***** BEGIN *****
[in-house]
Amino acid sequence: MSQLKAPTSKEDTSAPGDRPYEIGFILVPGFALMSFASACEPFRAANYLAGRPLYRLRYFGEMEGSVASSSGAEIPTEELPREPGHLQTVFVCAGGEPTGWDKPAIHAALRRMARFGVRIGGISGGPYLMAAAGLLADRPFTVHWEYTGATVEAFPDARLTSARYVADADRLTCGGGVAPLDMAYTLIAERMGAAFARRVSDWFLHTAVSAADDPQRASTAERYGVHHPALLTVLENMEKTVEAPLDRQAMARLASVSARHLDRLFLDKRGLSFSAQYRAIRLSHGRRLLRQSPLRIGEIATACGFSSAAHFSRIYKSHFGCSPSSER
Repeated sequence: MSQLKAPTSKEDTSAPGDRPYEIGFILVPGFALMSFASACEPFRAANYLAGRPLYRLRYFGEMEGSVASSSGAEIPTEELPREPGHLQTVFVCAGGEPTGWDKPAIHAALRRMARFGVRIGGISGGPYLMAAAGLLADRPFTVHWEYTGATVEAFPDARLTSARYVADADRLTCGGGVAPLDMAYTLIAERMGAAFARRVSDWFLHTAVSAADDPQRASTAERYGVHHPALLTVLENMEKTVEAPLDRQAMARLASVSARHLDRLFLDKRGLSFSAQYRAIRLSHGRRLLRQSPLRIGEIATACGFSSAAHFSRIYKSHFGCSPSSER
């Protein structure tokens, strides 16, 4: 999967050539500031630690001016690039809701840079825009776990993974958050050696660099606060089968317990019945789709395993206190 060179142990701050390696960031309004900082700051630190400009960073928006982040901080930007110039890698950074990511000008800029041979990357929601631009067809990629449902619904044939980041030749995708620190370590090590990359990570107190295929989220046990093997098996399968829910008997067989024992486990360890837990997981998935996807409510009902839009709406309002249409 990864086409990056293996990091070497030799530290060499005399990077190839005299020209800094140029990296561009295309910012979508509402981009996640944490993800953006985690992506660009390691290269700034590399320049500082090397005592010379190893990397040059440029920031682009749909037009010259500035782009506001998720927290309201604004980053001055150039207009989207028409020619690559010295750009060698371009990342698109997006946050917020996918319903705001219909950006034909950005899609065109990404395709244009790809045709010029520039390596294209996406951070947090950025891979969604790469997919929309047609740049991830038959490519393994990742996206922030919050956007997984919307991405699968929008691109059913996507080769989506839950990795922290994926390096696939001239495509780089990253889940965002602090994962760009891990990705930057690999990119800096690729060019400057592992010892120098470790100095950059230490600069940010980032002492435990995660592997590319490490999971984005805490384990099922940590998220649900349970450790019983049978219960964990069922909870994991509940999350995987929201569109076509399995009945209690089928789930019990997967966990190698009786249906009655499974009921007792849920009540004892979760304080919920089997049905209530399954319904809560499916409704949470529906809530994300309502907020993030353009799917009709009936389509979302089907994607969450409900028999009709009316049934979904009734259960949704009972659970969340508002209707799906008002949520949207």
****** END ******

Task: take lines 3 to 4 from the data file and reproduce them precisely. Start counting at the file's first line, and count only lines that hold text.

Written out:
Repeated sequence: MSQLKAPTSKEDTSAPGDRPYEIGFILVPGFALMSFASACEPFRAANYLAGRPLYRLRYFGEMEGSVASSSGAEIPTEELPREPGHLQTVFVCAGGEPTGWDKPAIHAALRRMARFGVRIGGISGGPYLMAAAGLLADRPFTVHWEYTGATVEAFPDARLTSARYVADADRLTCGGGVAPLDMAYTLIAERMGAAFARRVSDWFLHTAVSAADDPQRASTAERYGVHHPALLTVLENMEKTVEAPLDRQAMARLASVSARHLDRLFLDKRGLSFSAQYRAIRLSHGRRLLRQSPLRIGEIATACGFSSAAHFSRIYKSHFGCSPSSER
């Protein structure tokens, strides 16, 4: 999967050539500031630690001016690039809701840079825009776990993974958050050696660099606060089968317990019945789709395993206190 060179142990701050390696960031309004900082700051630190400009960073928006982040901080930007110039890698950074990511000008800029041979990357929601631009067809990629449902619904044939980041030749995708620190370590090590990359990570107190295929989220046990093997098996399968829910008997067989024992486990360890837990997981998935996807409510009902839009709406309002249409 990864086409990056293996990091070497030799530290060499005399990077190839005299020209800094140029990296561009295309910012979508509402981009996640944490993800953006985690992506660009390691290269700034590399320049500082090397005592010379190893990397040059440029920031682009749909037009010259500035782009506001998720927290309201604004980053001055150039207009989207028409020619690559010295750009060698371009990342698109997006946050917020996918319903705001219909950006034909950005899609065109990404395709244009790809045709010029520039390596294209996406951070947090950025891979969604790469997919929309047609740049991830038959490519393994990742996206922030919050956007997984919307991405699968929008691109059913996507080769989506839950990795922290994926390096696939001239495509780089990253889940965002602090994962760009891990990705930057690999990119800096690729060019400057592992010892120098470790100095950059230490600069940010980032002492435990995660592997590319490490999971984005805490384990099922940590998220649900349970450790019983049978219960964990069922909870994991509940999350995987929201569109076509399995009945209690089928789930019990997967966990190698009786249906009655499974009921007792849920009540004892979760304080919920089997049905209530399954319904809560499916409704949470529906809530994300309502907020993030353009799917009709009936389509979302089907994607969450409900028999009709009316049934979904009734259960949704009972659970969340508002209707799906008002949520949207």